1. They are bidirectional. Routing is deterministic, XY to be more precise. This means that, on the path from the source to the destination tile, you first completely traverse the x axis, and then the y axis. As a consequence, when a packet travels from core A to core B, it traverses a different set of routers than when it travels from B to A (unless A and B are in the same row or column).
2. You just go to the closest memory controler to your tile.
3. No, the routes are fixed as described under 1).
Hope this helps.
If you could provide one more clarification that would be great.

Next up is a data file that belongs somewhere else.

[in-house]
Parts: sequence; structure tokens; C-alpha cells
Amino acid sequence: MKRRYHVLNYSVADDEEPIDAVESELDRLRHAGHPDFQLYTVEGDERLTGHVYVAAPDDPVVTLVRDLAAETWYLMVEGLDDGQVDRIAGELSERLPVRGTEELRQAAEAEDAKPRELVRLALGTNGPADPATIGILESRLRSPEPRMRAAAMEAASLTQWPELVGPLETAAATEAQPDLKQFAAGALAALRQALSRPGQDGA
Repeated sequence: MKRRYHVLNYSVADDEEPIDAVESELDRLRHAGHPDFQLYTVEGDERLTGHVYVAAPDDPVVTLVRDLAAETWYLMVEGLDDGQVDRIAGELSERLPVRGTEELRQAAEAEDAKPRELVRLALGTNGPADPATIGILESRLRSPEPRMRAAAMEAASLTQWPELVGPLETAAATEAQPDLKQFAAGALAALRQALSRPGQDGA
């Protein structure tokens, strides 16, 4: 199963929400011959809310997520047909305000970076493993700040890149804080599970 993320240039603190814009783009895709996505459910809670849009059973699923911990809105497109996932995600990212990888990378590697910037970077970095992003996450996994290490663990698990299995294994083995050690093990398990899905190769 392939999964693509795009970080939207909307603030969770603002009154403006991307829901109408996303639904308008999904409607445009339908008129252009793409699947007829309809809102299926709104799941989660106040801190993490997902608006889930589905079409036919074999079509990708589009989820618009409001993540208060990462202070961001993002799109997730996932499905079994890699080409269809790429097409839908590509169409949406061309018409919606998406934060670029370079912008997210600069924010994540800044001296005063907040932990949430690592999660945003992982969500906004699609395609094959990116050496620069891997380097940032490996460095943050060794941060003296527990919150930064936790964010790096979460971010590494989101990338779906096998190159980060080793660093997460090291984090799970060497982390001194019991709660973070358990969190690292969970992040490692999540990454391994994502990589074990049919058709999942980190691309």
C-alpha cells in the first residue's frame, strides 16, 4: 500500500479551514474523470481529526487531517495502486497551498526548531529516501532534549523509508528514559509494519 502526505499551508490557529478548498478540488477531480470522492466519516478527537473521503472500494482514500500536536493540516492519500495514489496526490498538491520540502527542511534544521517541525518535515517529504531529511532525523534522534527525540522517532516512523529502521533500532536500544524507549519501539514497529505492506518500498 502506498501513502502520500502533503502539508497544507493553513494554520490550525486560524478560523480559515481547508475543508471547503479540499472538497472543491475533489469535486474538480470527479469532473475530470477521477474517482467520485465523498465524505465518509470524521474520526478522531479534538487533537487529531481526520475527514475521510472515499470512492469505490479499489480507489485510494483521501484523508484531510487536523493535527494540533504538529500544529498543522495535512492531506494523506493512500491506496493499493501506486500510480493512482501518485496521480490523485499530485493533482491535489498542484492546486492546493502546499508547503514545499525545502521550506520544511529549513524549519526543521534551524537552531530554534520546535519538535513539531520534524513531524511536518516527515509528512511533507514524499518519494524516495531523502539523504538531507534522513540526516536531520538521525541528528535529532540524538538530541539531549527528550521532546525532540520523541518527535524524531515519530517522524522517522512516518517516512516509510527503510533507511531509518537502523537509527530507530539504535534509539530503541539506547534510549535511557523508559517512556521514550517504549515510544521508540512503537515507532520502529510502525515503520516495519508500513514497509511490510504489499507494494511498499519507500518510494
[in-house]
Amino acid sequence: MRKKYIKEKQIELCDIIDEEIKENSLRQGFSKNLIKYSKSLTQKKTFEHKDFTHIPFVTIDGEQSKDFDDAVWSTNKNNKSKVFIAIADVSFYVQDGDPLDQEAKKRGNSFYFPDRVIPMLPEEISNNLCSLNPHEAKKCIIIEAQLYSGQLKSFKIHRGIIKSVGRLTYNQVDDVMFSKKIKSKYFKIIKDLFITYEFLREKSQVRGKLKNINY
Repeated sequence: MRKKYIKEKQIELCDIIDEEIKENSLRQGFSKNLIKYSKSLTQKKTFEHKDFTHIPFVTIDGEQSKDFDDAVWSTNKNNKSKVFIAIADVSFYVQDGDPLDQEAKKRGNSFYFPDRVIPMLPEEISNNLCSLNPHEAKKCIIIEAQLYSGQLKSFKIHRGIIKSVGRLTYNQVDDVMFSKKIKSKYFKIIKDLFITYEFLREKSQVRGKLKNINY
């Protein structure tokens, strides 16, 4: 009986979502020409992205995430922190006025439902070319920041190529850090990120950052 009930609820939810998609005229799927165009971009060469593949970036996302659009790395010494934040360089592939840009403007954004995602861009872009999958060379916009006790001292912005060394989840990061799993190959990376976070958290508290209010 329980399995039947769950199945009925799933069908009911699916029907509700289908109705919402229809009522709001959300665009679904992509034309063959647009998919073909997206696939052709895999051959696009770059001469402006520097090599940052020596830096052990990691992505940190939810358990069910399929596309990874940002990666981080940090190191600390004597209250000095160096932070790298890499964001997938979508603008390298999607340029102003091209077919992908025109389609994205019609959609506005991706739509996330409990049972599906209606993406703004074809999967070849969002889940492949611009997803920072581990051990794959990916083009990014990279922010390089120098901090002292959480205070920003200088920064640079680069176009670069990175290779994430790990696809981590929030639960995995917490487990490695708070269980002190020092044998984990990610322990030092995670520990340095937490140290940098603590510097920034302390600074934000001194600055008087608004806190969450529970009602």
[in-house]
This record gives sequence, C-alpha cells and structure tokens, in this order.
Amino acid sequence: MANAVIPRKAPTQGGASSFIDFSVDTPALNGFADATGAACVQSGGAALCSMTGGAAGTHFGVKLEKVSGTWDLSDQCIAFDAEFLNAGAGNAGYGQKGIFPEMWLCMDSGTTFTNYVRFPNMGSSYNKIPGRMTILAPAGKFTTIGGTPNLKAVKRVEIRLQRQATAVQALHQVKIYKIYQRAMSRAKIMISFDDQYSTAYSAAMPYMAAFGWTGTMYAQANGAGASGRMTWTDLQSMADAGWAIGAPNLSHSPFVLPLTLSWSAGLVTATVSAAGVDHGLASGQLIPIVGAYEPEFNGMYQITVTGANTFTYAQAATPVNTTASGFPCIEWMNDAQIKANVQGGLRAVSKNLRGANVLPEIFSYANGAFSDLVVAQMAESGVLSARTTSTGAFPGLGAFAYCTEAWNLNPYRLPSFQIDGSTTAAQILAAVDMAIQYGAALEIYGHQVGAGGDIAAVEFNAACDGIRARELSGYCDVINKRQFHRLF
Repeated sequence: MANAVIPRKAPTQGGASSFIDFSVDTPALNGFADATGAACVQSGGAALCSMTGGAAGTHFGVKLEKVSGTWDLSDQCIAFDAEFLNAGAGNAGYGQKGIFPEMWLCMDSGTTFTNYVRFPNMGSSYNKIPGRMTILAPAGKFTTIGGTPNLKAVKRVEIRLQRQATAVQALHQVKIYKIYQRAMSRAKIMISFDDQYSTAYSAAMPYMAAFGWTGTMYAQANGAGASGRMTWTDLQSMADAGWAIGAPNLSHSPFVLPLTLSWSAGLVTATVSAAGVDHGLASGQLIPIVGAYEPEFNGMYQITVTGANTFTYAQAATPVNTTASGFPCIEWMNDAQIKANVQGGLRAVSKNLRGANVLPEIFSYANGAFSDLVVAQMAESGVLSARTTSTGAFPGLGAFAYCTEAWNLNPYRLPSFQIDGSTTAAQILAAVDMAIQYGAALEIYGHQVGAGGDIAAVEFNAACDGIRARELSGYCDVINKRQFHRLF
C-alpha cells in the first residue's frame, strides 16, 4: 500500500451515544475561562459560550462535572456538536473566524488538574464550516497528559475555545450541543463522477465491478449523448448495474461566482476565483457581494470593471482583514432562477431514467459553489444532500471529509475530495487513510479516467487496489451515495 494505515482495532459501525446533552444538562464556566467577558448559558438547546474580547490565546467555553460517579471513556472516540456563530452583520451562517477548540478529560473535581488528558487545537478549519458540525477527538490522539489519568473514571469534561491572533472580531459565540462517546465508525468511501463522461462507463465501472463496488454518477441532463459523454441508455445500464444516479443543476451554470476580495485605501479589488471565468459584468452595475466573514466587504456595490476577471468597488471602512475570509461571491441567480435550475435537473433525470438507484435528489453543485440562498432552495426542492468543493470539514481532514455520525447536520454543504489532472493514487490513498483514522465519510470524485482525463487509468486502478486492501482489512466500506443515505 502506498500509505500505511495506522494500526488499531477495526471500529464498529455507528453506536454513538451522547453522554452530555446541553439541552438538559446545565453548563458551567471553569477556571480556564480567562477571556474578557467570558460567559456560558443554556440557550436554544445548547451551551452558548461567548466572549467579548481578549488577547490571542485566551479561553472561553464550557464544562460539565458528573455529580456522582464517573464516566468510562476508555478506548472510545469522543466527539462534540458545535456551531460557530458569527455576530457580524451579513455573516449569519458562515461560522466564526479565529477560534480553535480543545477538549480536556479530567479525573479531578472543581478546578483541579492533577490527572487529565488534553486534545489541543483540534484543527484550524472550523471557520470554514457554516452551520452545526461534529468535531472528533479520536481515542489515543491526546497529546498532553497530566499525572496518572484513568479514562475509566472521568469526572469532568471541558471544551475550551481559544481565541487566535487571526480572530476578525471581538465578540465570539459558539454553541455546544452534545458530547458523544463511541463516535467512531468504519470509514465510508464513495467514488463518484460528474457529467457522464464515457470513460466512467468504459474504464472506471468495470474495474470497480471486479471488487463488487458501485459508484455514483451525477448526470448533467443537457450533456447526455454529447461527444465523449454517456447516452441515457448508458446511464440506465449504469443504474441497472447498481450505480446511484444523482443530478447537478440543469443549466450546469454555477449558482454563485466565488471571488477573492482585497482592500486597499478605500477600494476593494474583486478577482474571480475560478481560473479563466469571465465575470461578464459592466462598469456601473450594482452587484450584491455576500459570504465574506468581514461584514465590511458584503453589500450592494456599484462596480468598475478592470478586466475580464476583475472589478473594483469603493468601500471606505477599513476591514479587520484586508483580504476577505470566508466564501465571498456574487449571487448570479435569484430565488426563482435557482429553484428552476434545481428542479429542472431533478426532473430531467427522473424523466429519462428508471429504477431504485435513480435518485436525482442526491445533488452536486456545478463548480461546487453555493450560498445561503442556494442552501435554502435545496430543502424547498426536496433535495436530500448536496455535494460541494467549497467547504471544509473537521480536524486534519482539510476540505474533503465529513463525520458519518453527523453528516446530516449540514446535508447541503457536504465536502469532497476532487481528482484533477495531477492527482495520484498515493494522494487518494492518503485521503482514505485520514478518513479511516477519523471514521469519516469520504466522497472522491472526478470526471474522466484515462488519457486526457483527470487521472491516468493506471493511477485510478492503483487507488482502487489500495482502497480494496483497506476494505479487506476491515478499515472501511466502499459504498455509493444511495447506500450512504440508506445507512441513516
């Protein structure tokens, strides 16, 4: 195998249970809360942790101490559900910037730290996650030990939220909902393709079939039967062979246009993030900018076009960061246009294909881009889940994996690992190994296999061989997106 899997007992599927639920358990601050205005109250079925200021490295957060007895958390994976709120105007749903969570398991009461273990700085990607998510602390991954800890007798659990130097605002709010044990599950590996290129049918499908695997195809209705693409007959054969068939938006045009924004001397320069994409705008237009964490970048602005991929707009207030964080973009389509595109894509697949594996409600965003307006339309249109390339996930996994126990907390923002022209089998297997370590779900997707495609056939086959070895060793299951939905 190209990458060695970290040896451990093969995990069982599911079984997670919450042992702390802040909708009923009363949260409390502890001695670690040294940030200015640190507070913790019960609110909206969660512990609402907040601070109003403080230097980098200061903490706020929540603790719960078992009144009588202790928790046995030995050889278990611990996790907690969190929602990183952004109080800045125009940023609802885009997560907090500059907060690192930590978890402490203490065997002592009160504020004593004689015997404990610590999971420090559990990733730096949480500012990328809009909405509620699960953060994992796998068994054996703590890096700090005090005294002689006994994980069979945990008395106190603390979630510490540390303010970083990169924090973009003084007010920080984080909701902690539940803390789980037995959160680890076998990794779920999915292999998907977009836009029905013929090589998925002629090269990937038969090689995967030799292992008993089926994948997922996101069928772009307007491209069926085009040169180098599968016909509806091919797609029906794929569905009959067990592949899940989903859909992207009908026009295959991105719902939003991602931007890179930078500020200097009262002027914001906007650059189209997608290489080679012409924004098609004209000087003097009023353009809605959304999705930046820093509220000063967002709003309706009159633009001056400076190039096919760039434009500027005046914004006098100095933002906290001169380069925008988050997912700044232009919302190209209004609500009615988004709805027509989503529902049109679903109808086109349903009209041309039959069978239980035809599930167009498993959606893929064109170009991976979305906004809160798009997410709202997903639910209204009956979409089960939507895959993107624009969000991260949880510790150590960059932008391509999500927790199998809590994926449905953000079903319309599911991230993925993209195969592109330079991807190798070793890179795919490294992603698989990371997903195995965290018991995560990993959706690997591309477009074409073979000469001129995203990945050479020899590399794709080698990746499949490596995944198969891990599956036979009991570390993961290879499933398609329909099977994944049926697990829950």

The connectivity of the routers at the edges of the mesh is not clear to me yet. If you consider routers 1,2,3,4,5,6 in that order from left to right, are router #1 and router #6 one hop away? I mean do they wrap-around? Similarly I've question about the routers at the edges of all the columns.
I suspect that the answer to that is a No looking at the pictures of the Intel SCC mesh topology. However, the description of the wrapped wavefront arbiter confused me a bit.
Nope, there's no wrap-around. To go from #6 to #1 in your example you have to traverse all the routers in between.